I've mentioned a few times that I have been editing for a local publisher. It's been about a year since I first met with the senior editor and founder of Savant Books and Publications. I've gone through the interview, the training, the waiting for a manuscript, and the lengthy process of editing an unfamiliar story and working with a new author (in the midst of teaching, and for a time, editing someone else's psych dissertation).

Well, I am stoked to announce (though I am keeping the squeeing to a minimum), that today marks the release of my first edited work with Savant: Purple Haze by George Hudson. You'll be hearing more about it over the next few months, but I hope you'll take some time to check out the description. You can buy it directly from Savant, or through Amazon.

Purple Haze is about a murder investigation set in Tennessee. A skull is found in a lake, and a thirty-year-old mystery is brought to the surface...

Sunday, July 21, 2013

Just Pictures...well, pictures and captions

Always a good suggestion, Tim Gunn.
In the comments, what books would you wish this treatment on?

I'd argue picking a favorite kid is easier (especially when it's not my kid). Favorite is the quiet one entertaining themselves with a book.

Every day.

Monday, June 3, 2013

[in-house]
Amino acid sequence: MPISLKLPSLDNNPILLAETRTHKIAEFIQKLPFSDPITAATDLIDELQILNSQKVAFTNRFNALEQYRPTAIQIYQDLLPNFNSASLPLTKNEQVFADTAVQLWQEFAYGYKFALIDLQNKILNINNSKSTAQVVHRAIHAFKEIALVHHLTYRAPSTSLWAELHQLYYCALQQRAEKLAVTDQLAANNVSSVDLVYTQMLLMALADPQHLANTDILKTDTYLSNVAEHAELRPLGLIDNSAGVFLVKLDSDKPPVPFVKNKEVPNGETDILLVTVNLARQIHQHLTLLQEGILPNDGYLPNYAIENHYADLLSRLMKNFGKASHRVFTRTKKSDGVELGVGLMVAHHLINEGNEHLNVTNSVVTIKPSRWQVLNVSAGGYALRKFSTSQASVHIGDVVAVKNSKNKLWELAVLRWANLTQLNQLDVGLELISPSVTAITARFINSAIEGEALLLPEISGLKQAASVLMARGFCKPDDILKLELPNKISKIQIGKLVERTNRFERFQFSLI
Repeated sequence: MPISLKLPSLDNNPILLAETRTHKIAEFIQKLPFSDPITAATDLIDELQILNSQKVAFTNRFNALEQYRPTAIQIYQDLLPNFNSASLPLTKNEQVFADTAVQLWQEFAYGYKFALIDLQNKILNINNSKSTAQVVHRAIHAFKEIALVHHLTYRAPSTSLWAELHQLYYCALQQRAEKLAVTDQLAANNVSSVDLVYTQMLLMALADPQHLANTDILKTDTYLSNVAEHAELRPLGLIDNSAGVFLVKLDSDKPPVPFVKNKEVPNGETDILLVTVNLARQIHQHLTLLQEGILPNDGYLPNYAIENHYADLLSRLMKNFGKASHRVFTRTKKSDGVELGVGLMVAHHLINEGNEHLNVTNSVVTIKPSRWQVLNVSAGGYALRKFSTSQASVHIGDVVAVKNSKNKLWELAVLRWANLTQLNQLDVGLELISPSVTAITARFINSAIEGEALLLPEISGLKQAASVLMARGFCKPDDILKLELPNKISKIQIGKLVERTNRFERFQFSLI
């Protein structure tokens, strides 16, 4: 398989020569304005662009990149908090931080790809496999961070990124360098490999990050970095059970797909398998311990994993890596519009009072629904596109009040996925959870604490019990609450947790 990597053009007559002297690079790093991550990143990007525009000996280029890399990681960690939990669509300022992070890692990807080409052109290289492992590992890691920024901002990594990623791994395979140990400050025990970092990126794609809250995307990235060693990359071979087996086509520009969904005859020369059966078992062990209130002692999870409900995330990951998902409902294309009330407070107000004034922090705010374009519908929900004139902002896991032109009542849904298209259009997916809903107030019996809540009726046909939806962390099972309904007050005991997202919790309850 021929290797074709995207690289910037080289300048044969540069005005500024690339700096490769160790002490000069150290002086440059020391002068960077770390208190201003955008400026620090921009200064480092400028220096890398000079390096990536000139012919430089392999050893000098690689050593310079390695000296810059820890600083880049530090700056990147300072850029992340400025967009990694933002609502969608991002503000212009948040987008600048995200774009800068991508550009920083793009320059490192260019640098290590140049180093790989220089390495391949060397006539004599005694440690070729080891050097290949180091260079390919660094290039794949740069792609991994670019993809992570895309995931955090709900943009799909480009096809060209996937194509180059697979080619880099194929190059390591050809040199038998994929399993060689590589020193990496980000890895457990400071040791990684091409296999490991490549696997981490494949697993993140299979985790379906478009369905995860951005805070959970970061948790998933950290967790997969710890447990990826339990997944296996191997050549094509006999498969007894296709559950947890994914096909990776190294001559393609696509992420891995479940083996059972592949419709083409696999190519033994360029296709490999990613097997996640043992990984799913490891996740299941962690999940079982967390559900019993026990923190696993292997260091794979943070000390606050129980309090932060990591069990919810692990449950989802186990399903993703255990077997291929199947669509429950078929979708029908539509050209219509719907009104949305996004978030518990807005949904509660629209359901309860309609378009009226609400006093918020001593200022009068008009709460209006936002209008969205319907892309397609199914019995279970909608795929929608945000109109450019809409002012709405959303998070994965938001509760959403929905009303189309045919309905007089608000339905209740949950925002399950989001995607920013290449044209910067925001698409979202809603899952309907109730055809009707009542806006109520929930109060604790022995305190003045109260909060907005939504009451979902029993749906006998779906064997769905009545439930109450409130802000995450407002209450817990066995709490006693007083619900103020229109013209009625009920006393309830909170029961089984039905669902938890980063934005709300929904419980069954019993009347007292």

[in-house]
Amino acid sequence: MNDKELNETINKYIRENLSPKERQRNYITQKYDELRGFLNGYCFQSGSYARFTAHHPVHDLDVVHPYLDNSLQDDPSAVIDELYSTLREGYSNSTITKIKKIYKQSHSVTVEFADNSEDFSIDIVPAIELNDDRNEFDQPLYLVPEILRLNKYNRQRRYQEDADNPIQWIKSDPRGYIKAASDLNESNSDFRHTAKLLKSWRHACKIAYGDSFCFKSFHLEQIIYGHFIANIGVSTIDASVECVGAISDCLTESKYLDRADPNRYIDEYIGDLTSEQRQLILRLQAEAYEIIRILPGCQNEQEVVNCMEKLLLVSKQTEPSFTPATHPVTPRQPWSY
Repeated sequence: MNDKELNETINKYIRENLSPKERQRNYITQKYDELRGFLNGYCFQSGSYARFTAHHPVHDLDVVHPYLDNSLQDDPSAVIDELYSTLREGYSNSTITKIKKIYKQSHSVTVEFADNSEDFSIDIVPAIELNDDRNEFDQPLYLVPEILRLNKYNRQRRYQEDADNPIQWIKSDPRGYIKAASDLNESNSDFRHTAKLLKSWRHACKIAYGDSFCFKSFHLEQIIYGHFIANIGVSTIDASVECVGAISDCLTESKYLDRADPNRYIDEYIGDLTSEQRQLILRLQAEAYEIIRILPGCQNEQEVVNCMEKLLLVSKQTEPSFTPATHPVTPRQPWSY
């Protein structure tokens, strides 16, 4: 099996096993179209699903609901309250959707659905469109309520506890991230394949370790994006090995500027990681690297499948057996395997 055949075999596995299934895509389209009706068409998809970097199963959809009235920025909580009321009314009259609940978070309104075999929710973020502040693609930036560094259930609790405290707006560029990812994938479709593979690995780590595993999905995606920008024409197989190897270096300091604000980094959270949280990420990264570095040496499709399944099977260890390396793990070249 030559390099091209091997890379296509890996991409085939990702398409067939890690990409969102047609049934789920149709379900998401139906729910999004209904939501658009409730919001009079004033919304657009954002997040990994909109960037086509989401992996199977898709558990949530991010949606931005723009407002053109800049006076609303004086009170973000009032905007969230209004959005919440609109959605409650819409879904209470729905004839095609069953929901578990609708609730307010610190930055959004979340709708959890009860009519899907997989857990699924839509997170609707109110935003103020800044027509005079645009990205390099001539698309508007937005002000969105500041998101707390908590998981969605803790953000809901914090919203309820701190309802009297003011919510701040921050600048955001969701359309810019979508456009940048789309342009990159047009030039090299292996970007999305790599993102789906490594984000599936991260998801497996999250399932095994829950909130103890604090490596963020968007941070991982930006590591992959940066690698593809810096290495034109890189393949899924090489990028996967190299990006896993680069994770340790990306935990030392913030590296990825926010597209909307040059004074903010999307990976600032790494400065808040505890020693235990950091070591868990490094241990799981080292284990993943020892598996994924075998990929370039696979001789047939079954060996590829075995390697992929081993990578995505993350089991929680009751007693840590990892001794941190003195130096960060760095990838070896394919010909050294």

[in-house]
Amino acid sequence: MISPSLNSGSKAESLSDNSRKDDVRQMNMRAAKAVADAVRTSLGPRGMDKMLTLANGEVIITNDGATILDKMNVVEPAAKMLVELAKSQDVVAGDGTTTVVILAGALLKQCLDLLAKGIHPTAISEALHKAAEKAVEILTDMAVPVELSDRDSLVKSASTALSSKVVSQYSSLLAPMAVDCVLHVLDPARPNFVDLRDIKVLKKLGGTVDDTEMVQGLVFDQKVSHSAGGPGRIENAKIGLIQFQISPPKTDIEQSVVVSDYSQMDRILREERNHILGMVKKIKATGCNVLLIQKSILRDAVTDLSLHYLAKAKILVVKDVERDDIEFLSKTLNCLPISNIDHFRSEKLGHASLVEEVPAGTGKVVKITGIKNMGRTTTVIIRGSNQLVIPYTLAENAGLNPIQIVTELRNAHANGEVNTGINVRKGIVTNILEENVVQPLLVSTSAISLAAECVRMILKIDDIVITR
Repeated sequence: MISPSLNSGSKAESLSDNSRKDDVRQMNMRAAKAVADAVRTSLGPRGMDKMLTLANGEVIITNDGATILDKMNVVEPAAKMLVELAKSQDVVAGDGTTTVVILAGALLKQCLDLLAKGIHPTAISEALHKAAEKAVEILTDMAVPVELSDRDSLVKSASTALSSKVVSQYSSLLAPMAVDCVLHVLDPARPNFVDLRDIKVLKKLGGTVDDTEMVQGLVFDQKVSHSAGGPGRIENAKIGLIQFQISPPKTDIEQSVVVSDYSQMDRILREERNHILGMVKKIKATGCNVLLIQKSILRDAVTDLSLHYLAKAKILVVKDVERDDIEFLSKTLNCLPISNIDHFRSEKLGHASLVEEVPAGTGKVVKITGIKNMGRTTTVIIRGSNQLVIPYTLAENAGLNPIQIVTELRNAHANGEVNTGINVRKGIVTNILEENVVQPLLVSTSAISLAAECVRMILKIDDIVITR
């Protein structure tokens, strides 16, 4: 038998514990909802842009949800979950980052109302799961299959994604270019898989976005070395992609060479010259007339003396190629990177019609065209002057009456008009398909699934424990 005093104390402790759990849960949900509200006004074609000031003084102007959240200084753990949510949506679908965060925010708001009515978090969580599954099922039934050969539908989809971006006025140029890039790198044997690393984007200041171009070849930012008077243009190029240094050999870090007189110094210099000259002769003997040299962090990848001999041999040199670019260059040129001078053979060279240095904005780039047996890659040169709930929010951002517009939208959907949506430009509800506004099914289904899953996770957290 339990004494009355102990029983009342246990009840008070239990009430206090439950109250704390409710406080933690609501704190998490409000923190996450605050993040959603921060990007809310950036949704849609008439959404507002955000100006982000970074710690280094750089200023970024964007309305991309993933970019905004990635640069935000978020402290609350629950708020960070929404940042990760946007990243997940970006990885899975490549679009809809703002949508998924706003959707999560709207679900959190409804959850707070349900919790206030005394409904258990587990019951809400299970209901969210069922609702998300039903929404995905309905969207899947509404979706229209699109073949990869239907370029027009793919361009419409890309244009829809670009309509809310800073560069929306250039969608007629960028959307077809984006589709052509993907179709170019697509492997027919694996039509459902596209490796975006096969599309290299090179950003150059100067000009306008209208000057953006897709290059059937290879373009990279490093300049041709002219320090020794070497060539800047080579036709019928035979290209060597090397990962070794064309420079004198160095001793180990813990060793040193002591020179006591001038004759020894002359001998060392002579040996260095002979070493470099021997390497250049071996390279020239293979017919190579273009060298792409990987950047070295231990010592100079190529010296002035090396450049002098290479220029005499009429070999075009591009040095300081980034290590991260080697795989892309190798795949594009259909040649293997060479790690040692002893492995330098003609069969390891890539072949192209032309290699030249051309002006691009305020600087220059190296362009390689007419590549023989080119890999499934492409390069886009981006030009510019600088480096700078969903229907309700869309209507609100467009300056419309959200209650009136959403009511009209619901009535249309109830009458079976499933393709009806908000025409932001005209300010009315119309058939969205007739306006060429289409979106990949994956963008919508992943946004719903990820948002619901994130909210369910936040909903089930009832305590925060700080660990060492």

Booklovers Not-So Anonymous

Hello, my name is Sabrina and I am addicted to books.

I was sent this link a week or so back, read it, loved it, lost it, and found it again. Then I thought "It's been ages since I updated "CoffeeQuill." The two have come together to this post.

How many of these signs have you come across (read: lived)?

25 Signs You're Addicted to Books

For me, there's 8 and 9, sooooo much!

8. A 'dream home' is one filled with books. I mean filled! And a fun weekend involves reorganizing your bookshelves--I will post a photo one day.

9. "Walking by a closed bookstore is torture," and you can't go in without buying something.

Add to this, walking past a storefront that used to be a bookstore. I still miss Borders.

#9 also states that you develop crushes based on bookstore employee's recommendations and staff picks, and while I have never crushed on someone for that, I have literally thought "I would like to meet this person and befriend them." It's also how I met one of my best friends. He was reading Anansi Boys the first day of our first class in the MA English program. I sat next to him and knew he would be friends, at the very least.

13 and 15 are concerns, though I do pretty well reining 13 in on the few occasions I travel, though there's always one or two books, sometimes a kindle, in my work or weekend bag.

15 gets bad, though. It's not so much a stack on the nightstand, but beside the bed, and it never really goes away, just shifts around the room.

Anyway, how about you, fellow book addicts?

Friday, March 8, 2013

Follow the Trail

Sometimes I find myself visiting a website that takes me from one page to another, which leads me to another site, then another, and another, until I reach the point I could not have predicted I would have ended up where I did.

Sometimes, the path is very short. A visit to facebook, to a friend's page, to Terry Windling's blog, and to this wonderful artist, Rune Guneriussen.

This is Gravitational Force, by Guneriussen.